Let denote the th job on machine and ( ) denote the completion (waiting) time of job ; , , , , , and are defined similarly, where . Let , ( ), and ( ) be the load, the total completion (waiting) times, and the total absolute differences in completion (waiting) times of machine . Then, the total machine load, the total completion (waiting) time, and the total absolute deviation of job completion (waiting) time on all machines are , ( ), and ( ), respectively. The objective is to determine the optimal resource allocations and the optimal schedule on the machines so that the corresponding value of the following cost functions is optimal: where weights , , , and are given constants and is the per time unit cost associated with the resource allocation. Using the three-field notation introduced by Graham et al. [34], the corresponding scheduling problem is denoted by and .

3. Problem = + + + +

If the number of jobs on machine is known in advance, from Wang et al. [19], we have

From Kanet [35], we have ; in addition, , , and ; hence, we have where and

From (9), for any given sequence on all machines, the optimal resource allocation on all machines can be obtained by the following.

Lemma 1. For a given sequence, the optimal resource allocation of the problem can be determined by where , represents the optimal resource allocation of the job in position on machine .

Proof. For the problem , taking the derivative by to (9), we have for . Hence, if , we should not allocate any resource to job ; if , we will allocate the maximal feasible amount of resource to job ; and if , any feasible resource allocation can be optimal.

We define if job is scheduled in position on machine , and otherwise. If the number of jobs on machine is known in advance, then we formulate the problem as the following assignment problem: subject to where Constraint (13) makes sure that each job is scheduled exactly once. Constraint (14) makes sure that each position on each machine is taken by one job.

Next, the question is how many vectors exist. Note that may be for . So, if we get the numbers of jobs on the first machines, the number of jobs processed on the last machine is then determined uniquely due to . Therefore, the upper bound of the number of vectors is . Based on the above analysis, we have the following result.

Theorem 2. The problem can be solved in time; that is, the problem is polynomially solvable because is a constant.

Base on the above analysis, we can determine the optimal solution for the problem via the following algorithm.

Algorithm 3. Consider the following.

Step  1. For all the possible vectors , solve the assignment problems ((12)–(16)). Then, obtain the optimal schedule and the corresponding total cost for each possible vector .

Step  2. The optimal solution for the problem is the one with the minimum value of the total cost .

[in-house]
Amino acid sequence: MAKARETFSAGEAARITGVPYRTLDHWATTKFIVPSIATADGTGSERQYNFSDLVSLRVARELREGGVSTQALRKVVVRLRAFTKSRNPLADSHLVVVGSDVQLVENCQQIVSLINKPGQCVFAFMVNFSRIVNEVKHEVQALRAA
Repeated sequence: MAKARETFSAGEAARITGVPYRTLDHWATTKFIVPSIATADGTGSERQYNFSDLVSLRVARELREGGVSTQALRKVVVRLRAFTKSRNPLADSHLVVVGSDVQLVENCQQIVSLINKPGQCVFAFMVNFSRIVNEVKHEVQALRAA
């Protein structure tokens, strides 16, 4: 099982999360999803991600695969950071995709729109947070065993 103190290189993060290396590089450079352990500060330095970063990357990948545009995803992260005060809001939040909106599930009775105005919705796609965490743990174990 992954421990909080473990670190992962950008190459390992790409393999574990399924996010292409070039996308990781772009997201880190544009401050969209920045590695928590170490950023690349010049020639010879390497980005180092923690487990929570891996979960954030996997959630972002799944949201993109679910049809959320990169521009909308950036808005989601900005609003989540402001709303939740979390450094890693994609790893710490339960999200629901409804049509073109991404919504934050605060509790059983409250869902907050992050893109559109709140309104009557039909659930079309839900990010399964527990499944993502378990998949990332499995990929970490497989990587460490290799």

Step  3. Calculate the optimal resources allocation by using (11).

The following example illustrates the working of Algorithm 3 for the problem .

Example 4. Data. , , , and , and the other corresponding parameters are shown in Table 1.

tab1
Table 1: The date of Example 4.

Solution. When , , then the optimal schedule on machine is and .

When , , the optimal schedule on machine is and on machine is , and .

When , the optimal schedule on machine is and on machine is , and .

When , , the optimal schedule on machine is and on machine is , and .

When , , the optimal schedule on machine is , and .

Hence, the optimal schedule on machine is and on machine is , and optimal cost is .

4. Problem = + + + +

Similar to the analysis of the problem presented in the previous section, if we substitute , , and = (Bagchi [36]) into (7), we have where ,

Applying a similar analysis in the previous section, we have the following results.

Lemma 5. For a given sequence, the optimal resource allocation of the problem can be determined by where represents the optimal resource allocation of the job in position on machine .

Lemma 6. For the problem , if the vector is given, the optimal sequence can be determined by solving the following assignment problem: where

Theorem 7. The problem can be solved in time; that is, the problem is polynomially solvable because is a constant.

The optimal solution for the problem can be obtained by the following algorithm.

Algorithm 8. Consider the following.

Step  1. For all the possible vectors , solve the assignment problems ((20), (13)–(15), (21)). Then, obtain the optimal schedule and the corresponding total cost for each possible vector .

Step  2. The optimal solution for the problem is the one with the minimum value of the total cost .

Step  3. Calculate the optimal resources allocation by using (19).

The following example illustrates the working of Algorithm 8 for the problem .

Example 9. The same date in Example 4 is used.

Solution. When , , then the optimal schedule on machine is and .

When , , the optimal schedule on machine is and on machine is , and .

When , , the optimal schedule on machine is and on machine is , and .

When , , the optimal schedule on machine is and on machine is , and .

When , , the optimal schedule on machine is , and .

Hence, the optimal schedule on machine is and on machine is , and optimal cost is .

5. Conclusions

In this paper, we have studied the problem of scheduling jobs on unrelated parallel machines with simultaneous consideration of learning effect, deteriorating jobs, and controllable processing times. We provide an time algorithm for the problems and , respectively. The algorithms can also be easily applied to the cases (aging effect) and . Future research may focus on similar problems with more general processing time model and extend the problems to flow shop machine settings.

Conflict of Interests

The authors declare that there is no conflict of interests regarding the publication of this paper.

Acknowledgments

The authors are grateful for three anonymous referees for their helpful comments on earlier version of the paper. This research was supported by the National Natural Science Foundation of China (Grant nos. 11001181 and 71271039), the New Century Excellent Talents in University (NCET-13-0082), the Changjiang Scholars and Innovative Research Team in University (IRT1214), and the Fundamental Research Funds for the Central Universities (DUT14YQ211).